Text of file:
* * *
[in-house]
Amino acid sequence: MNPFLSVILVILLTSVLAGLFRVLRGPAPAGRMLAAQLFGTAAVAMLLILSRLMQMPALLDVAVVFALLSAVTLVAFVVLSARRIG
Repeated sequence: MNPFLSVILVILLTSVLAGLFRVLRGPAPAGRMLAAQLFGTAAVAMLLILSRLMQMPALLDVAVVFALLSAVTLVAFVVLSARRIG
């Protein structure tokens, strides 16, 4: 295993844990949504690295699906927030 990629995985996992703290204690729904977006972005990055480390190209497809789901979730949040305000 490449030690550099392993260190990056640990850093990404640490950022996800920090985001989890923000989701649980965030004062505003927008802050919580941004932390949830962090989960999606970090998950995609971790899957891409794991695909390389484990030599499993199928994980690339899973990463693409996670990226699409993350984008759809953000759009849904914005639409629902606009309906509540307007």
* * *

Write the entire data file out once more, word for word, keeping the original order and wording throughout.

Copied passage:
[in-house]
Amino acid sequence: MNPFLSVILVILLTSVLAGLFRVLRGPAPAGRMLAAQLFGTAAVAMLLILSRLMQMPALLDVAVVFALLSAVTLVAFVVLSARRIG
Repeated sequence: MNPFLSVILVILLTSVLAGLFRVLRGPAPAGRMLAAQLFGTAAVAMLLILSRLMQMPALLDVAVVFALLSAVTLVAFVVLSARRIG
């Protein structure tokens, strides 16, 4: 295993844990949504690295699906927030 990629995985996992703290204690729904977006972005990055480390190209497809789901979730949040305000 490449030690550099392993260190990056640990850093990404640490950022996800920090985001989890923000989701649980965030004062505003927008802050919580941004932390949830962090989960999606970090998950995609971790899957891409794991695909390389484990030599499993199928994980690339899973990463693409996670990226699409993350984008759809953000759009849904914005639409629902606009309906509540307007």